The Fiscal State of Play

Some commentators have made the argument that our nation’s fiscal challenges are not particularly large. So what is the fiscal state of play?

Certainly annual deficits have fallen since the Great Recession, from a peak of $1.4 trillion (9.8 percent of Gross Domestic Product) in 2007 to $438 billion (2.5 percent of GDP) in 2015. But they grew by 35 percent this year to nearly $600 billion (3.2 percent of GDP), and they are projected hit the $1 trillion mark in 2024, resulting in a deficit of 4.0 percent of GDP. By comparison, deficits have averaged 2.8 percent of GDP over the past 20 and 50 years.

Interest payments were 6.4 percent of the budget last fiscal year, or 1.4 percent of GDP, compared to the 20-year historical average of 8.2 percent and 1.8 percent of GDP, respectively. This was due to very low interest rates despite the high level of debt, but interest payments are projected to rise to 11.4 percent of the budget and 2.6 percent of GDP by 2026.

Perhaps the key fiscal metric of concern – debt held by the public – stands today at $14.2 trillion, or 77 percent of GDP, which is the highest it has been since just following World War II (1950). And it is projected to grow further to 86 percent of GDP by 2026 and exceed 100 percent of GDP around 2035.

The bottom line is that while deficits and especially debt are already high today, the more troubling picture is where we are heading tomorrow. That's why we need to make getting control of the medium- and long-term debt a priority. All fiscal indicators are projected to deteriorate, and the debt is on an unsustainable path growing faster than the economy. And the deterioration would be even worse under the proposals from the presidential candidates (much more so under Donald Trump’s plans).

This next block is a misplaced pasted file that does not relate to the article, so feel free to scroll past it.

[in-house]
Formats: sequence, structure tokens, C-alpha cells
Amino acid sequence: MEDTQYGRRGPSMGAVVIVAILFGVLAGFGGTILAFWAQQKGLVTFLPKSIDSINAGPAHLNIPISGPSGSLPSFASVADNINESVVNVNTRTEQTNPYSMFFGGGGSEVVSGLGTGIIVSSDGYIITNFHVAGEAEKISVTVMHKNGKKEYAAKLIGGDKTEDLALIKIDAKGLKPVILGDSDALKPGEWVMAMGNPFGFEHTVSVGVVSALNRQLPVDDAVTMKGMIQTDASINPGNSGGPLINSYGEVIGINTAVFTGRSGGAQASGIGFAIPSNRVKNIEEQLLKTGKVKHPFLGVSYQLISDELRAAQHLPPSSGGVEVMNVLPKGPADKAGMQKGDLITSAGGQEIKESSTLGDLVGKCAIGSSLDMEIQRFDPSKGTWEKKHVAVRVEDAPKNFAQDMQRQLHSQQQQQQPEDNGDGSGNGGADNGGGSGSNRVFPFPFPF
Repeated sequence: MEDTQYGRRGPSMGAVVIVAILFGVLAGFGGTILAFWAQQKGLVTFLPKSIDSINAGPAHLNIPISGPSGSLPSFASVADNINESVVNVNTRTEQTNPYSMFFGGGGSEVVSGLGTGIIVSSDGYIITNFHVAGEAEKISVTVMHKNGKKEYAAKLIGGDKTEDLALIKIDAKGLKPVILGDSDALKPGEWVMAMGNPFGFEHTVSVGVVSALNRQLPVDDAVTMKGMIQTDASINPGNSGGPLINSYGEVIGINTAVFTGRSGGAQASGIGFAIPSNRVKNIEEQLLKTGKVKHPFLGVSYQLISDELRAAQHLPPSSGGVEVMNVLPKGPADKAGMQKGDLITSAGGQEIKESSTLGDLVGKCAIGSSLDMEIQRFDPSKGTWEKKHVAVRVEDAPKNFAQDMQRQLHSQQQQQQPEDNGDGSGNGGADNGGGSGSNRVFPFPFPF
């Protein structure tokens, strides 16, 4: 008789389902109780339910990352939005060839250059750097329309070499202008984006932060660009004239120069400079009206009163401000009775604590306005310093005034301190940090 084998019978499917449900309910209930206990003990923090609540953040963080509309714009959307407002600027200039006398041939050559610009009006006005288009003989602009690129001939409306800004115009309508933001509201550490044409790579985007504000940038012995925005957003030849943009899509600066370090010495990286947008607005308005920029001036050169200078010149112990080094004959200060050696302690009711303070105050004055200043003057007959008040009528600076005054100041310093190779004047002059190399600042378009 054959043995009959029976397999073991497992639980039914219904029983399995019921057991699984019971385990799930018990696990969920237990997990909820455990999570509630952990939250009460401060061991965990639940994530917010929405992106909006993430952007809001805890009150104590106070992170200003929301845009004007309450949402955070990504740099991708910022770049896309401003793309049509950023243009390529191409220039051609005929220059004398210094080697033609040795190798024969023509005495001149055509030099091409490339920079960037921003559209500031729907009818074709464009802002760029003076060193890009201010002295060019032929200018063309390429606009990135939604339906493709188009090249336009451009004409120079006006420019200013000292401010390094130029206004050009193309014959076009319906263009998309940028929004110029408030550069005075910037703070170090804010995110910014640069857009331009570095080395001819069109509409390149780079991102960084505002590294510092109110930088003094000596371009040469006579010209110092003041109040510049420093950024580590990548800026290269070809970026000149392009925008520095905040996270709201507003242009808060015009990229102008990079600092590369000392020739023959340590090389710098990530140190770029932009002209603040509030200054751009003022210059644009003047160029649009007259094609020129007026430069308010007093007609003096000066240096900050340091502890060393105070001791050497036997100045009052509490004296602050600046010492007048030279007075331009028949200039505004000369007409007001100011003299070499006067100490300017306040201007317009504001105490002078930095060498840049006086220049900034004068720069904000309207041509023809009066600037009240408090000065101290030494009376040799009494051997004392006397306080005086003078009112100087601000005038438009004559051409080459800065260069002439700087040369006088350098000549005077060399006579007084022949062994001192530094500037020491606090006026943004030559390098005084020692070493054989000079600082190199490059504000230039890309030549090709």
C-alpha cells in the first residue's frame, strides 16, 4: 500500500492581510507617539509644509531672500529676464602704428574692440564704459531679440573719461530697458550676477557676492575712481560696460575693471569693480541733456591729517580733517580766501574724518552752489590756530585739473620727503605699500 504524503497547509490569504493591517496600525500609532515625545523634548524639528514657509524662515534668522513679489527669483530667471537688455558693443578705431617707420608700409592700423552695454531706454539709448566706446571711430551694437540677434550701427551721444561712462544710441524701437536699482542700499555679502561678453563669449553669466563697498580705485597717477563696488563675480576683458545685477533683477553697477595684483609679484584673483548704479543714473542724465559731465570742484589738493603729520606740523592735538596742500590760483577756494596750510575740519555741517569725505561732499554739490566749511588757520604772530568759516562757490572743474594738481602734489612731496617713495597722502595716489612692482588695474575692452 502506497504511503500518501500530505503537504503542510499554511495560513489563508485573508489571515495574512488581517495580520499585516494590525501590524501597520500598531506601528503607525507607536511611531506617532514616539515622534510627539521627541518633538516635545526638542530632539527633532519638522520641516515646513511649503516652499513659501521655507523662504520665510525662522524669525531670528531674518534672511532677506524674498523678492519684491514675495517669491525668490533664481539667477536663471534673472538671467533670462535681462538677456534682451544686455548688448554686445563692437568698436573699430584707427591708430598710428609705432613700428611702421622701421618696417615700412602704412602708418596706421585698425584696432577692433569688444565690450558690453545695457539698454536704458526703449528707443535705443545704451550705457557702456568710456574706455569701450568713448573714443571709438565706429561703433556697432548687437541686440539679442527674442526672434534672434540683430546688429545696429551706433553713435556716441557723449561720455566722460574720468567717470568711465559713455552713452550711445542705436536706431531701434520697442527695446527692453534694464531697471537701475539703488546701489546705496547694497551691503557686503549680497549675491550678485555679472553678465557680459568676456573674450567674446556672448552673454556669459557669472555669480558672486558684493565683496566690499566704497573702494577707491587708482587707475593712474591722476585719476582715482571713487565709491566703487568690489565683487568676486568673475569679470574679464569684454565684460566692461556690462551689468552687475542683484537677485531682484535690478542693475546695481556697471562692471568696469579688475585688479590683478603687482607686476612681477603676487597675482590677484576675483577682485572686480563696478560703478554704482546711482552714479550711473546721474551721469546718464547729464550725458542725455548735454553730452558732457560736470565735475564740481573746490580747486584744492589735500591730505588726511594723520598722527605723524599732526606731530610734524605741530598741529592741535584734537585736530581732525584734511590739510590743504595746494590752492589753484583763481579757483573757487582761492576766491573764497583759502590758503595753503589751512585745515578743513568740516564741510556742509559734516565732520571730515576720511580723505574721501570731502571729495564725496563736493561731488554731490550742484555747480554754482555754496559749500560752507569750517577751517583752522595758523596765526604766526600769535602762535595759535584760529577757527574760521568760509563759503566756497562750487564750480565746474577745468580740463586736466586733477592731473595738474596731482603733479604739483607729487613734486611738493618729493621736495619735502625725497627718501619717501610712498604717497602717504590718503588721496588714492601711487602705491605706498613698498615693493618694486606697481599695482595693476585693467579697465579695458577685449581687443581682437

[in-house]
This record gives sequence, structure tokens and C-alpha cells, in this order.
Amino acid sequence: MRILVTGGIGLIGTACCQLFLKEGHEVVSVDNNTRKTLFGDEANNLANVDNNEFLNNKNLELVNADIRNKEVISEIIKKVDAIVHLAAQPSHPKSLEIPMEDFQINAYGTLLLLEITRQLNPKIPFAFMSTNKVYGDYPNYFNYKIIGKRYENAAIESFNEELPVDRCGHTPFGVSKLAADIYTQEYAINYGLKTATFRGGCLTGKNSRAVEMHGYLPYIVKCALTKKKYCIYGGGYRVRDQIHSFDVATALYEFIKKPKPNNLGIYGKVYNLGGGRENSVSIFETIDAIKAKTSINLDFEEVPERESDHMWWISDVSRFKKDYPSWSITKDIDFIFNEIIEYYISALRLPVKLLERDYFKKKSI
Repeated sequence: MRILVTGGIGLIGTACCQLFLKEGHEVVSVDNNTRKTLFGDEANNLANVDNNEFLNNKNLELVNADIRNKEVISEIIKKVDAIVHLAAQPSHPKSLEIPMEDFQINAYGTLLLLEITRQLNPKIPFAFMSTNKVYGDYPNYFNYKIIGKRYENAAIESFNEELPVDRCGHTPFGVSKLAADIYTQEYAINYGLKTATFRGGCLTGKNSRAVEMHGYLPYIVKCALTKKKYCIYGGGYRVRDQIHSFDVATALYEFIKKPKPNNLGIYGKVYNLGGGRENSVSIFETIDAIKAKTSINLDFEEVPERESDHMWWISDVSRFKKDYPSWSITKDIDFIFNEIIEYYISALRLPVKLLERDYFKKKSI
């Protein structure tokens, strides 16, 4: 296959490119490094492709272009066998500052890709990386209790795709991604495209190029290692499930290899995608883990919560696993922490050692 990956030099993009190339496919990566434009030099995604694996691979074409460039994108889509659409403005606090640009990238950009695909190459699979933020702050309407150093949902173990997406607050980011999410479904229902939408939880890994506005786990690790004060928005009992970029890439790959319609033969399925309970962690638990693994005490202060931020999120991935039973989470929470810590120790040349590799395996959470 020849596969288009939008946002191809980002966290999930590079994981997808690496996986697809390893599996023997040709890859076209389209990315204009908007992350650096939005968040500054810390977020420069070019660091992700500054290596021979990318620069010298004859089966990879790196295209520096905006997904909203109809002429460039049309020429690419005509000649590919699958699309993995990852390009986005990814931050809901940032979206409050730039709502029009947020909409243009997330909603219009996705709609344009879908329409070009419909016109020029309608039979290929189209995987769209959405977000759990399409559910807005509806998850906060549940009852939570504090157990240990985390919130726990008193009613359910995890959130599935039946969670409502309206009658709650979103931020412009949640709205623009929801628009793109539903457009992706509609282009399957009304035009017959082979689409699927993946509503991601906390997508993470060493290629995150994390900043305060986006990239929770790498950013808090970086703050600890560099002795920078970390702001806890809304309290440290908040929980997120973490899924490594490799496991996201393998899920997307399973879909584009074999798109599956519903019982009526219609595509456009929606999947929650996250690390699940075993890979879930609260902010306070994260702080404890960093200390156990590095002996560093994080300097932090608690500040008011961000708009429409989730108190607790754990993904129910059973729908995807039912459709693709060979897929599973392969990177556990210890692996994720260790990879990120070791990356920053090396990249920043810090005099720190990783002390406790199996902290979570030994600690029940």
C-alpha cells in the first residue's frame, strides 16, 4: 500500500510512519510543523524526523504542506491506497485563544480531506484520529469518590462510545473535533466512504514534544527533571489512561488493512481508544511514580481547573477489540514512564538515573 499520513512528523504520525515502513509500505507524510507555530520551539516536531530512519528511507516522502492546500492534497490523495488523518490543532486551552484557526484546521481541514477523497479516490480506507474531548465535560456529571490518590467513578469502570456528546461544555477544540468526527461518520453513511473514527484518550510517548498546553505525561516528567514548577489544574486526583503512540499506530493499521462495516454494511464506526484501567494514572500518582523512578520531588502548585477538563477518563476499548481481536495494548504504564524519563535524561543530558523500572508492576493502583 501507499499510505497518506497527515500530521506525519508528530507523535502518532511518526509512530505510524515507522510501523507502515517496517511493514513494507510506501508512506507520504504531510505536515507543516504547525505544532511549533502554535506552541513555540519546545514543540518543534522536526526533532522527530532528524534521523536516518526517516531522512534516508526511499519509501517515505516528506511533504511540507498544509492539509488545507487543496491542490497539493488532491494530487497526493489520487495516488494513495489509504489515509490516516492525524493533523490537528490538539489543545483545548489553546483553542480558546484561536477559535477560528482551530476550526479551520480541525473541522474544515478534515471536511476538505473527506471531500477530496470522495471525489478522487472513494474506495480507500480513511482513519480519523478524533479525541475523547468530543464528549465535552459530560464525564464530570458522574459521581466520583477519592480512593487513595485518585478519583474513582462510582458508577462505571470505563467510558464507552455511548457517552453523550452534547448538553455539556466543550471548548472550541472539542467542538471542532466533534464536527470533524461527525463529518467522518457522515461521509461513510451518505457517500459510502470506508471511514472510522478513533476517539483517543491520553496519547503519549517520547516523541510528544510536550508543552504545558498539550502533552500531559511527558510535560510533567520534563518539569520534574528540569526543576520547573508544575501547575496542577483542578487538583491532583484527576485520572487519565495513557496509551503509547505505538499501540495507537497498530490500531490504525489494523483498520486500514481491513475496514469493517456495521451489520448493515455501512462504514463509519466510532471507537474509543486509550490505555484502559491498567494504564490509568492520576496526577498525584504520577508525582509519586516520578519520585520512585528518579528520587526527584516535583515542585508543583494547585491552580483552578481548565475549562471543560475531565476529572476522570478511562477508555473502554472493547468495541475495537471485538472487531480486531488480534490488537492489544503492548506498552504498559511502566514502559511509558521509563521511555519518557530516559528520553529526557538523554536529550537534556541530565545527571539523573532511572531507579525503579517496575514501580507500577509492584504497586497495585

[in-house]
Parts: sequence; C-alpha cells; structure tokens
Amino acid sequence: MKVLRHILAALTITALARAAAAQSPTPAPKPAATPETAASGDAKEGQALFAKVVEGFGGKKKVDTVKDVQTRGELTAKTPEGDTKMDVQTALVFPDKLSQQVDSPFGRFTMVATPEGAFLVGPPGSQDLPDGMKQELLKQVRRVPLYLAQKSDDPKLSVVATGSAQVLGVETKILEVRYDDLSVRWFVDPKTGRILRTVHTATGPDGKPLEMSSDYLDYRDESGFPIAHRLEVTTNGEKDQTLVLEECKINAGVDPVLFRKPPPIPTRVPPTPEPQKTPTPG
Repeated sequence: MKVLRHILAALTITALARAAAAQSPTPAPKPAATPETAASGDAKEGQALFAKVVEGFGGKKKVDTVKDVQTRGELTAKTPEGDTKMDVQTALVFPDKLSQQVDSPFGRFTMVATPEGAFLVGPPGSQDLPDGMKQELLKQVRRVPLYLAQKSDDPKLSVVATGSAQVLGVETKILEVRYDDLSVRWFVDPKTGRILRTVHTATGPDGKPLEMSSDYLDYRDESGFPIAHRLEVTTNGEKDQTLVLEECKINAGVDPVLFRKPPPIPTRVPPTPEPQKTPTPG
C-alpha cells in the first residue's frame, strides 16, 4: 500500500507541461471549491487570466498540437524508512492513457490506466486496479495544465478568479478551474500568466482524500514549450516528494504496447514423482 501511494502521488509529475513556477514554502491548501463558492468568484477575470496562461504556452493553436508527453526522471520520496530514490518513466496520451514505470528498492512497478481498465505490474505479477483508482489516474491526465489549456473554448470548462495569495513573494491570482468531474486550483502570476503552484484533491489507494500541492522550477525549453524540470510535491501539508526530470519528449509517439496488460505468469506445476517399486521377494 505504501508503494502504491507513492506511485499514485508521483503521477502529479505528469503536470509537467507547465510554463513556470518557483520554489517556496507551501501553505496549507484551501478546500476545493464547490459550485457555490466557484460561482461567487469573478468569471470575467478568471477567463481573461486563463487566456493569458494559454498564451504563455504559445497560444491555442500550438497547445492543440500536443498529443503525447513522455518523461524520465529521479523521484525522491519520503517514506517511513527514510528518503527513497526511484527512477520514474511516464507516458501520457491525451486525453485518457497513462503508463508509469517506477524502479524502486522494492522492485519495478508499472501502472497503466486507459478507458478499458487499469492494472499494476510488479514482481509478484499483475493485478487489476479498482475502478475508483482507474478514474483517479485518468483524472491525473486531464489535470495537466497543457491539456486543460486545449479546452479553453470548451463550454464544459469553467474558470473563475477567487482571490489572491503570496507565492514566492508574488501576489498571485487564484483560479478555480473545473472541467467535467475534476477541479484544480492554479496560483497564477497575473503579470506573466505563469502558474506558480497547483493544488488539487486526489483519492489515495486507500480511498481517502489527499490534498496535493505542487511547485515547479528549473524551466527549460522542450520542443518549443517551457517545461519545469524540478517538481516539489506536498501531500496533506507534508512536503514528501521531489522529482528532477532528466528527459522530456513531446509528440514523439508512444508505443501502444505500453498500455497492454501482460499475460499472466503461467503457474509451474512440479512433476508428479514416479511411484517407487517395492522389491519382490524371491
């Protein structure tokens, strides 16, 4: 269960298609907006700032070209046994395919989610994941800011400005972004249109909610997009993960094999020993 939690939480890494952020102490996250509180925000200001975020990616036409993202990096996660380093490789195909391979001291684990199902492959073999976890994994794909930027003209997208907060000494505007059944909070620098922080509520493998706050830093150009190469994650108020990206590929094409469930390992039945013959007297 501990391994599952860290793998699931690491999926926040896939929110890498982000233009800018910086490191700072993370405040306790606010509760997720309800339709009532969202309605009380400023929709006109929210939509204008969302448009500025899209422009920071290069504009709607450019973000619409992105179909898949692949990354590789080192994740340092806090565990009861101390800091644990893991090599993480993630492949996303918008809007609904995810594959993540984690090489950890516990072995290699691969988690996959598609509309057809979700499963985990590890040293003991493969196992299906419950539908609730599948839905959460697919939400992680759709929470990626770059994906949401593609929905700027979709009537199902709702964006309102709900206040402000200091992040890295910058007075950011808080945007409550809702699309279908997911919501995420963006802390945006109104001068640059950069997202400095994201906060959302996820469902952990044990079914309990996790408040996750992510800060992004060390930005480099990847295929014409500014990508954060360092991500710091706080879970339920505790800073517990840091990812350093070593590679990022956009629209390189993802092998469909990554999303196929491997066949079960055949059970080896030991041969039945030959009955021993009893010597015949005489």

Fiscal Indicators This Year and in 2026

  2016* 2026
Deficit (% GDP) $590 billion (3.2%) $1.2 trillion (4.6%)
Interest payments (% GDP) $248 billion (1.4%) $712 billion (2.6%)
Interest payments as % of budget 6.4% 11.4%
Debt (% GDP) $14.1 trillion (77%) $23.1 trillion (86%)
Debt under Clinton proposals (% GDP) N/A $23.3 trillion (86%)
Debt under Trump proposals (% GDP) N/A $28.4 trillion (105%)

Sources: Congressional Budget Office, CRFB calculations
*Final numbers are not available, this column uses the August 2016 projections from the Congressional Budget Office.

This is problematic because higher debt leads to slower economic growth, wages, and a lower standard of living, while fixing it can actually improve wages. The Congressional Budget Office projected that putting in a plan that would gradually reduce debt to 55 percent of GDP in 30 years would increase income per person by 5 percent.

Higher debt also increases interest spending and leaves the federal government more vulnerable to swings in interest rates. If interest rates are 1 percentage point per year higher, they lead to $1.6 trillion more in spending on interest payments over ten years.

Additionally, high debt levels mean we have less fiscal space to deal with the next economic downturn or emergency. Our recent paper "Running on Empty? Fiscal Space and the Next Recession" goes further in depth on this.

There are many economic challenges the candidates should be talking about, from economic growth to job creation and economic security. One important area where there has not been much focus is our significant fiscal challenges, and it is certainly an area where there has yet to be a satisfactory answer from the presidential candidates on how to deal with them.